ON-Lion Letter
The 2010 Bradley Prize recipients' acceptance remarks, delivered during a celebratory ceremony in June at The John F. Kennedy Center for the Performing Arts in Washington, D.C., entertained and inspired the hundreds who gathered to honor them.  Edited transcripts of their remarks are now available online.  

In Capital University Law School professor Bradley A. Smith's remarks, he read letters that were written to the Federal Election Commission when he served on it from citizens involved in politics.  The letters expressed frustration with and sometimes anger about the rules and regulations governing election finance and processes in America. 

"It is true that the wealthy and powerful take advantage of freedom and sometimes abuse it," Smith said, "but it is average citizens, like the people in these letters, who most benefit from limited government, the rule of law, and a strong civil society.  These are the values that the Bradley brothers, and now the Bradley Foundation, have supported for decades.  That the selection committee and the Bradley board of trustees have deemed my modest efforts in this fight worthy of this honor means more to me than you can know.  Thank you."

In his remarksWall Street Journal editorial-page editor Paul A. Gigot said, "I want to thank my Journal colleagues, who are the real authors of what you read every day.  They do the heavy lifting, often in anonymity and without much hope of getting rich.  They do it because they love the work, and because they believe in the same principles and ideas as you and I do.

"Those principles have had a difficult couple of years, but one lesson I've learned putting out a daily newspaper is that while there are no permanent victories, there are also no permanent defeats," he continued.  "Thanks to our current government, the American people are once again learning what creates prosperity, and what doesn't.  The education is painful, but I suspect it will mean more victories for our ideas soon enough."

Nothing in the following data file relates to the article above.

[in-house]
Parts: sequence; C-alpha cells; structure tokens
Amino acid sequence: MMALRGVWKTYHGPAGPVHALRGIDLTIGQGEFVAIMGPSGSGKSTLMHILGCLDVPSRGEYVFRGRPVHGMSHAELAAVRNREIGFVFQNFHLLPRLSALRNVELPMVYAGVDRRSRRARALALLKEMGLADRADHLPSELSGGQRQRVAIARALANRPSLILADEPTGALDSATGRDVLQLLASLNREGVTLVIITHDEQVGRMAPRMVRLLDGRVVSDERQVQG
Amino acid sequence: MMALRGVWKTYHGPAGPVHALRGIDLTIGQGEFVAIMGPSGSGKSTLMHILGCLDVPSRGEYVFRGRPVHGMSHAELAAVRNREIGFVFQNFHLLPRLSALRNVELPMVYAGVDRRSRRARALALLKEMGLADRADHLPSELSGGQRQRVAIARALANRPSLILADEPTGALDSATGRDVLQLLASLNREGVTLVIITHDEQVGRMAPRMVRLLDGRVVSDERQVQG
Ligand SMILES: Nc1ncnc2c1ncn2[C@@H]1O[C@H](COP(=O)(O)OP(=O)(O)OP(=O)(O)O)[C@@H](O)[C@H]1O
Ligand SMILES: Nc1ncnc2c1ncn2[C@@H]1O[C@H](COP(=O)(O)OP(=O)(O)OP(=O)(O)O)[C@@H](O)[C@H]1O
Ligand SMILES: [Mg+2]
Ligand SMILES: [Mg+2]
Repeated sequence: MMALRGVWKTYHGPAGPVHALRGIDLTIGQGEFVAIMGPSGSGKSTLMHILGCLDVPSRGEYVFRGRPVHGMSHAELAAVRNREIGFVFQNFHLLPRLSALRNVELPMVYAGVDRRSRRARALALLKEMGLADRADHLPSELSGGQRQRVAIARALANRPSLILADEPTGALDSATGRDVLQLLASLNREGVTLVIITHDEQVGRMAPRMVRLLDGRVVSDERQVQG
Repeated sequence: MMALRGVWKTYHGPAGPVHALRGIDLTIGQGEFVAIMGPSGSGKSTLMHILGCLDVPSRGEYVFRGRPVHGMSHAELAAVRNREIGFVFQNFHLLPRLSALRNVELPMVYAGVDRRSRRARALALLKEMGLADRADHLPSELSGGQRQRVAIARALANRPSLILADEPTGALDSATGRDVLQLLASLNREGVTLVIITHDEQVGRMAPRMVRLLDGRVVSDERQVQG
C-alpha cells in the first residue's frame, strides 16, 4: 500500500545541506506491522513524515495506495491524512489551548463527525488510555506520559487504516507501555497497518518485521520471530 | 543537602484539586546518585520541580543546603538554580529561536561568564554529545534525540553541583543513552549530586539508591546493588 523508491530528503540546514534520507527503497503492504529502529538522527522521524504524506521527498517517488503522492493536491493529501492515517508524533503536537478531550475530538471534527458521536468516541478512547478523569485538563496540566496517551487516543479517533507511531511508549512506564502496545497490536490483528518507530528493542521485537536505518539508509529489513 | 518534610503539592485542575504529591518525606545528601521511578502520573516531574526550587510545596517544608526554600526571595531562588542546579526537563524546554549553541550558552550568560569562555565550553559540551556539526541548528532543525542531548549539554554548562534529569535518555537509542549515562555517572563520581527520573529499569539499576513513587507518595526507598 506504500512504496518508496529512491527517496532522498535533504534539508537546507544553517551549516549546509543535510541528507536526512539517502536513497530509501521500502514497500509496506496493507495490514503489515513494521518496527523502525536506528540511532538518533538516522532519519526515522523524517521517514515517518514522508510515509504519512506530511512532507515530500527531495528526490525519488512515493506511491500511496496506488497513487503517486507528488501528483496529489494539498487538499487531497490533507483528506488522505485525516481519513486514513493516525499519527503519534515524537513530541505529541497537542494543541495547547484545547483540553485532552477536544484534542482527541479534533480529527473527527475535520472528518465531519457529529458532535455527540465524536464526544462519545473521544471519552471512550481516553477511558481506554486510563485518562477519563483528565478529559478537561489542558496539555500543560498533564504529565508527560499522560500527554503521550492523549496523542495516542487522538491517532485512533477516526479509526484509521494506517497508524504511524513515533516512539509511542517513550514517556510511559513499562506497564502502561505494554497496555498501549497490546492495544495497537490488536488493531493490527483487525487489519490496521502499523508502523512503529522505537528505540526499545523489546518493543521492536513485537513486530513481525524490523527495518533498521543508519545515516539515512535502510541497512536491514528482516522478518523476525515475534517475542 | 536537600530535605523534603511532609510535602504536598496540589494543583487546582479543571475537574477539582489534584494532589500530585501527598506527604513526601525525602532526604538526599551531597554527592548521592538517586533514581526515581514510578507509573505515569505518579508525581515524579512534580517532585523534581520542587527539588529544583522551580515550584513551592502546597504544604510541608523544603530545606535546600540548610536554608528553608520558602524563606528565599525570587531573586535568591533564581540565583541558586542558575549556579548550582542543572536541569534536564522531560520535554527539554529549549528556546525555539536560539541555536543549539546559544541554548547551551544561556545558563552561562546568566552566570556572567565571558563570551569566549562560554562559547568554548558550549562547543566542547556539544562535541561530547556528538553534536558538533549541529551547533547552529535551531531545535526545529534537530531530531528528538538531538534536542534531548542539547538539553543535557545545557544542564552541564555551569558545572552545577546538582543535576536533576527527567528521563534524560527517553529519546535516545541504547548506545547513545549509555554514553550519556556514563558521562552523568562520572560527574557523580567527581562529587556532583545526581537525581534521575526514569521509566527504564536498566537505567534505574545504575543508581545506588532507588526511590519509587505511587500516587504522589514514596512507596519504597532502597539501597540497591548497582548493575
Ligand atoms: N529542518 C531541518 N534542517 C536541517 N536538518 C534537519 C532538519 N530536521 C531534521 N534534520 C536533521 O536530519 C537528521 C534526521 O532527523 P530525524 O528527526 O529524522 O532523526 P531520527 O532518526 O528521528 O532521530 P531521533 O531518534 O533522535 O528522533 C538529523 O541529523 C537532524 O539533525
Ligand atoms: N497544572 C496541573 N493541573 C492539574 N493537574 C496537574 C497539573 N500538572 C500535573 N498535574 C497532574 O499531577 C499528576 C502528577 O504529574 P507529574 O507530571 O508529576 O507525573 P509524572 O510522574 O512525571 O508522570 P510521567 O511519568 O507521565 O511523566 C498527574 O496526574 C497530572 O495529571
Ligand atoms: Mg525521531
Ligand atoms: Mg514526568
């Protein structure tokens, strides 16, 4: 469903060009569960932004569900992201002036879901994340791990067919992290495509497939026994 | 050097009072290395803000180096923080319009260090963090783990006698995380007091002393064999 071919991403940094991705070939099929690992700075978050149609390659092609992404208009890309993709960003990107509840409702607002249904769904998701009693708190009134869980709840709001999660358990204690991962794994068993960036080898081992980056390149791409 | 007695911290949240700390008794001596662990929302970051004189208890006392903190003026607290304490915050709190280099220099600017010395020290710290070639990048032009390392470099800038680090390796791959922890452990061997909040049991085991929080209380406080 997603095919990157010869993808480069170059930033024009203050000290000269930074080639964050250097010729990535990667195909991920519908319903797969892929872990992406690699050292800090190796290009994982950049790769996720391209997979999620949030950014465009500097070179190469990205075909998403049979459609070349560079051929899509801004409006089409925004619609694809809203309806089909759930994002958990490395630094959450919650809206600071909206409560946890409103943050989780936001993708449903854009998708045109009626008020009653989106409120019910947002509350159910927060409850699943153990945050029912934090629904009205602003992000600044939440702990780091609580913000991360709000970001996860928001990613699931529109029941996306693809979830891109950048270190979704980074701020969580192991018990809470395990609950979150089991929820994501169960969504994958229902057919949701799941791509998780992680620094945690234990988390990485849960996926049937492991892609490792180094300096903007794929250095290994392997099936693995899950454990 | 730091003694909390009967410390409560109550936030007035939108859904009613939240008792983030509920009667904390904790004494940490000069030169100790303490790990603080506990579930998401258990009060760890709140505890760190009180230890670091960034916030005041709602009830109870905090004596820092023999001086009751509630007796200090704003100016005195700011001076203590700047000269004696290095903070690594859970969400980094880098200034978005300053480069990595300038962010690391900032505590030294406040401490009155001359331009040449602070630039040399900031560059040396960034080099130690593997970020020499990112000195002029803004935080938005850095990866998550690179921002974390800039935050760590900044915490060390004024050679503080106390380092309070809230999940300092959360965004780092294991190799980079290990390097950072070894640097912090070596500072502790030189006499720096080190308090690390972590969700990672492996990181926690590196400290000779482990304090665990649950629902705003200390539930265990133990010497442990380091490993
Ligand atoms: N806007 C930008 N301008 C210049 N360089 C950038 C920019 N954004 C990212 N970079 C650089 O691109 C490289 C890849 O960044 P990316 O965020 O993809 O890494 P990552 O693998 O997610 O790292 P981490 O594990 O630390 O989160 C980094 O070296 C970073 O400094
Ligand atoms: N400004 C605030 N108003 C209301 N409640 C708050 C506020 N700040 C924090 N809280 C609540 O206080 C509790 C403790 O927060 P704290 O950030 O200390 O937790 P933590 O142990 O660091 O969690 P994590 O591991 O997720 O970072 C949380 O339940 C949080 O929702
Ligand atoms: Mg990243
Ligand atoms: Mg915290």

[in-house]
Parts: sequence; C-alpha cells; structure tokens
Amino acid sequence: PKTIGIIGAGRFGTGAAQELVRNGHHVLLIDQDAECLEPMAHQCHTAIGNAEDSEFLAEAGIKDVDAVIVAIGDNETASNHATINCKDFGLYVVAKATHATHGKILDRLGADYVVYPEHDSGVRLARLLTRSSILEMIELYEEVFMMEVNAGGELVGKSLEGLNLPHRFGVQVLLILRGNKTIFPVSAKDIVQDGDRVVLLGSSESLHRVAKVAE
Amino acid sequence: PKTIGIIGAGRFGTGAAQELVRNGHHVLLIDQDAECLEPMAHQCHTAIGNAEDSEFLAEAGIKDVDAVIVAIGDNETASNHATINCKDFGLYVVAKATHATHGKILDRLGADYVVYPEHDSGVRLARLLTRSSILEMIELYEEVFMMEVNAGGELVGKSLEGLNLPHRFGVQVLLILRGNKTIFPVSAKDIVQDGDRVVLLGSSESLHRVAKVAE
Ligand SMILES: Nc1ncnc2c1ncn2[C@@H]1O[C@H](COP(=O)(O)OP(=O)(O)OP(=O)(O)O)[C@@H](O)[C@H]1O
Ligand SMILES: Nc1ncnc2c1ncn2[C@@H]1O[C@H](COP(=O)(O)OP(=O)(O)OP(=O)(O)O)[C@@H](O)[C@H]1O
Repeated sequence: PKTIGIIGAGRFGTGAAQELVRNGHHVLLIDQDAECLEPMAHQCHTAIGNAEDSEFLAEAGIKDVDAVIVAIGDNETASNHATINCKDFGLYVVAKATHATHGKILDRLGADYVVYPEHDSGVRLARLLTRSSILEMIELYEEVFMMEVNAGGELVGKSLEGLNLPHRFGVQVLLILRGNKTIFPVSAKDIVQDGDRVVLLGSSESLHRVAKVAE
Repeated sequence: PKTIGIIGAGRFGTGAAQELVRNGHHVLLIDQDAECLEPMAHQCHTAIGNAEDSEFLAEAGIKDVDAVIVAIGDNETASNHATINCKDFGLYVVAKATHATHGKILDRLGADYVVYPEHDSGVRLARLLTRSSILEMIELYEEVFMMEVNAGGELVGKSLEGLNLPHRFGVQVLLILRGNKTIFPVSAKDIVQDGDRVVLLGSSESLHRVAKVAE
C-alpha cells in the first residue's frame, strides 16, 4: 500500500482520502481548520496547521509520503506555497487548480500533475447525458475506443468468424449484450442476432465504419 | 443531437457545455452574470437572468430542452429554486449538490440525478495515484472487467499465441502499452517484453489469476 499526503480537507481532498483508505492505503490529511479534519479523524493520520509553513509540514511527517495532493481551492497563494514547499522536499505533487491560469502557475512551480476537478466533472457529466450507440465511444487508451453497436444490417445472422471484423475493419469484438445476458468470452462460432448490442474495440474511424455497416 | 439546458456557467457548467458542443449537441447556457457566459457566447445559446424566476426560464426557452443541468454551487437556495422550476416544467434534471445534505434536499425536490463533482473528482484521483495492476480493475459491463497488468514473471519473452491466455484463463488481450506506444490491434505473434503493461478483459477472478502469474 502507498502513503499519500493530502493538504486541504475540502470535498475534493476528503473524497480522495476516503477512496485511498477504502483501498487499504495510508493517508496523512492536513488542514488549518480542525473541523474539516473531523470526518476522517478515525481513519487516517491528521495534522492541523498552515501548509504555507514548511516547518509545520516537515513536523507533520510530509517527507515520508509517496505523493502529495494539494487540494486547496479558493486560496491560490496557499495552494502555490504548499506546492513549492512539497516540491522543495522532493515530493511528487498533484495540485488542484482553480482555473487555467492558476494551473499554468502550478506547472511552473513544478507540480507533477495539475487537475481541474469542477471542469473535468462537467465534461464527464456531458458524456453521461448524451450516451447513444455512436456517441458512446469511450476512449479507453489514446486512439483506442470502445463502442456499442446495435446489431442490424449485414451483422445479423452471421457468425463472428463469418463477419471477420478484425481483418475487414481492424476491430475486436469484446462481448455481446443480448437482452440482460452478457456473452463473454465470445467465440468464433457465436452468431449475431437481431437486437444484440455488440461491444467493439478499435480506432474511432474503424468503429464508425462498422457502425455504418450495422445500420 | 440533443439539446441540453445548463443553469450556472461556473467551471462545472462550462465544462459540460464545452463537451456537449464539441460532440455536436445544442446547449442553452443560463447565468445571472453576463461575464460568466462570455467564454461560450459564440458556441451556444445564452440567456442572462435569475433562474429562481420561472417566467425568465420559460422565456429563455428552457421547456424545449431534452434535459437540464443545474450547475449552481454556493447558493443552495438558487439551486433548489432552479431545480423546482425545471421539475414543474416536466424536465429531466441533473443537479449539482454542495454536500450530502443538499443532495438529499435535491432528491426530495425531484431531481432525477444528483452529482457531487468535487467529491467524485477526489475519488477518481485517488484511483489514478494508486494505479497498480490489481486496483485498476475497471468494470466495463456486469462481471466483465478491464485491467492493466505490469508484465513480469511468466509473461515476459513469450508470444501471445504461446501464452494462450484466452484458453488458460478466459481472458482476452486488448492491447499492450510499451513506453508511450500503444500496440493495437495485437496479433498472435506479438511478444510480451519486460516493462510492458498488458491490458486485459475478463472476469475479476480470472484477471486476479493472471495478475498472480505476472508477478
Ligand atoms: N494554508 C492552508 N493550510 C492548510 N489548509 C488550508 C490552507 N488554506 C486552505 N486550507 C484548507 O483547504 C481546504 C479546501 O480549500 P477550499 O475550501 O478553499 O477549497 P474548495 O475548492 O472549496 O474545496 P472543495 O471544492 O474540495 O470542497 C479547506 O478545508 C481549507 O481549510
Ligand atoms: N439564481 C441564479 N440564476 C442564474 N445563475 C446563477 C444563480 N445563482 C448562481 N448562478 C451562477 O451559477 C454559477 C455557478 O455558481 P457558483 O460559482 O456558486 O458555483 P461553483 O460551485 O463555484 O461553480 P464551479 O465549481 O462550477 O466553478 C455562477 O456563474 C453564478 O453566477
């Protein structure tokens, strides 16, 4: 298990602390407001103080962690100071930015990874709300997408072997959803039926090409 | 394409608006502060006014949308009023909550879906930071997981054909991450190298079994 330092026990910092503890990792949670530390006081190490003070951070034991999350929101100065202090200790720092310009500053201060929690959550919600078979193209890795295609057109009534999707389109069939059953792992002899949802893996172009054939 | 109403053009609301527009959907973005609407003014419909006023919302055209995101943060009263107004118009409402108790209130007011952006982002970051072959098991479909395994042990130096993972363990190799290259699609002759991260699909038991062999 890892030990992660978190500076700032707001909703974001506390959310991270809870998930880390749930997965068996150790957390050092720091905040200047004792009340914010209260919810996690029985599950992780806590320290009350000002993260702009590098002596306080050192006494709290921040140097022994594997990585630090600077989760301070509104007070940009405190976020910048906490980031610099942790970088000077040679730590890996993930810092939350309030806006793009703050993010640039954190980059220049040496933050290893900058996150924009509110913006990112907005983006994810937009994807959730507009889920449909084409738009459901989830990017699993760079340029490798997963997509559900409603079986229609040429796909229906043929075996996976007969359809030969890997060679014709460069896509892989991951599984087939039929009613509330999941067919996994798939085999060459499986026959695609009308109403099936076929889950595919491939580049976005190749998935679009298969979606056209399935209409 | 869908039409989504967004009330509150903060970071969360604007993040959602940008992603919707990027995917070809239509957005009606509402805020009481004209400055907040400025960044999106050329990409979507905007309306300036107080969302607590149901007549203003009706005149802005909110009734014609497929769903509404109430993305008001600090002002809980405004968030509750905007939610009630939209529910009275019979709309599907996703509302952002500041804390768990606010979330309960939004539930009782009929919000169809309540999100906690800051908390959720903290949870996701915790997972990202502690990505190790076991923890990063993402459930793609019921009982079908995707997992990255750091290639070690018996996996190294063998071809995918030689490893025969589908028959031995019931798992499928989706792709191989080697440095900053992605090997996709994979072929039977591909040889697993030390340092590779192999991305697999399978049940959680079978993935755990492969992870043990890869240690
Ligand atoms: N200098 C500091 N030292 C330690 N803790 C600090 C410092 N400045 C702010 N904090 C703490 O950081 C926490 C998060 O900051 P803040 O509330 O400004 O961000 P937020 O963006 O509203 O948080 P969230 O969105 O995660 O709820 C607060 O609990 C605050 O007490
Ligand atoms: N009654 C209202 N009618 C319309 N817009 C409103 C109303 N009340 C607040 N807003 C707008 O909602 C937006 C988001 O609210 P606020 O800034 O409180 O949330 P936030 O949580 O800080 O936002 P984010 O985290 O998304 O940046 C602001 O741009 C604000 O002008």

Stanford University economics professor John B. Taylor told several entertaining stories in his remarks, in the way that he does in classrooms at Stanford and elsewhere, that teach basic economic principles.  "Sometimes it helps to act out stories," Taylor said.  "When my children were young, they joined me on the lecture stage to illustrate the permanent income hypothesis.  My son would find a $10 dollar bill on the stage, and then say he would only spend 50 cents -- only 5 percent of it -- because it was only a temporary boost to his income.  I would then tell my daughter that she was getting a permanent raise for baby-sitting, and she would say that she would spend most of it. 

"If only members of congress could have seen that lecture; we might have avoided the so-called stimulus idea of sending one-time checks to people rather than permanently reducing their tax rates," he went on.  "I am happy that my daughter Jen and her husband Josh now let my granddaughter Olivia join me on the lecture stage, acting out stories like the burden of our growing debt on future generations."

And in his remarks, journalist and political analyst Michael Barone poked fun at himself.  While growing up in Detroit in the early 1950s, Barone remembered, "my parents bought a set of the World Book Encyclopedia.  I was very excited.  Before that, the only reference books in the house had only the 1940 Census figures, which were obviously badly out of date, and the World Book had the complete 1950 Census results.  When my mother would send me out in the back yard to play, I would sneak back down the side door into the basement where we kept the encyclopedia, and make tables showing the populations of major cities in 1940 and 1950. ...  [N]one of the other kids were interested in census figures.  But I still remember down to the last digit the populations of major cities in 1950.  Detroit had 1,849,568 -- but I better stop there.

"People sometimes ask me why I moved from liberal to conservative," he concluded.  "If I have to answer in one word, it is Detroit.  I worked as an intern in the office of the mayor of Detroit in the summer of 1967, and was by the side of the mayor and the governor of Michigan in what we called misleadingly the command center, during the six-day riot in which 40 people died.  Keeping in touch with Detroit over the years, I have seen since how the liberal policies which we hoped would create something like heaven in our central cities instead created something closer to hell.  I came to believe that the results sought by Roosevelt were more likely to be achieved by the policies of Reagan.

"And because the Bradley Foundation has done distinguished and pioneering work in developing better public policies and to improve the lives and increase the opportunities of people in our central cities, I am particularly proud of having been awarded the Bradley Prize.  Thank you very much."
Actions: E-mail | Permalink |